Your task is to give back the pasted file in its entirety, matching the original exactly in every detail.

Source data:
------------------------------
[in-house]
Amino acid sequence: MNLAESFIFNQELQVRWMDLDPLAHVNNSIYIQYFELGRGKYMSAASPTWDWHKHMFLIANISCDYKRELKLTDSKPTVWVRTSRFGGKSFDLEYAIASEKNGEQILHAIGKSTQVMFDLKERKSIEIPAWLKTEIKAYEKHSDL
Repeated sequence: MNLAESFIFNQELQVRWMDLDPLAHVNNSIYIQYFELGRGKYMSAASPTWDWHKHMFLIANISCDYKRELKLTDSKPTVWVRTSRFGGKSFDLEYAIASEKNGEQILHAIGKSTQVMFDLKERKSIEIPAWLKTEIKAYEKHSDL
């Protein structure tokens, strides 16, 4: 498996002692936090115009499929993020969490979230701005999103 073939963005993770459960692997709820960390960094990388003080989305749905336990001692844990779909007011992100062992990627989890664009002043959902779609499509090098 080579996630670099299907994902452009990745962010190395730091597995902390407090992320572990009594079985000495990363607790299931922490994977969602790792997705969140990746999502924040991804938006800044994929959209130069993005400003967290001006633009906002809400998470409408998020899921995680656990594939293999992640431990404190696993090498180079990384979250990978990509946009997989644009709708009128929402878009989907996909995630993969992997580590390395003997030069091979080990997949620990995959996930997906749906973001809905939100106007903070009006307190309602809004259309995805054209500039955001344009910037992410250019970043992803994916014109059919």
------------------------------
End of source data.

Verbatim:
[in-house]
Amino acid sequence: MNLAESFIFNQELQVRWMDLDPLAHVNNSIYIQYFELGRGKYMSAASPTWDWHKHMFLIANISCDYKRELKLTDSKPTVWVRTSRFGGKSFDLEYAIASEKNGEQILHAIGKSTQVMFDLKERKSIEIPAWLKTEIKAYEKHSDL
Repeated sequence: MNLAESFIFNQELQVRWMDLDPLAHVNNSIYIQYFELGRGKYMSAASPTWDWHKHMFLIANISCDYKRELKLTDSKPTVWVRTSRFGGKSFDLEYAIASEKNGEQILHAIGKSTQVMFDLKERKSIEIPAWLKTEIKAYEKHSDL
């Protein structure tokens, strides 16, 4: 498996002692936090115009499929993020969490979230701005999103 073939963005993770459960692997709820960390960094990388003080989305749905336990001692844990779909007011992100062992990627989890664009002043959902779609499509090098 080579996630670099299907994902452009990745962010190395730091597995902390407090992320572990009594079985000495990363607790299931922490994977969602790792997705969140990746999502924040991804938006800044994929959209130069993005400003967290001006633009906002809400998470409408998020899921995680656990594939293999992640431990404190696993090498180079990384979250990978990509946009997989644009709708009128929402878009989907996909995630993969992997580590390395003997030069091979080990997949620990995959996930997906749906973001809905939100106007903070009006307190309602809004259309995805054209500039955001344009910037992410250019970043992803994916014109059919």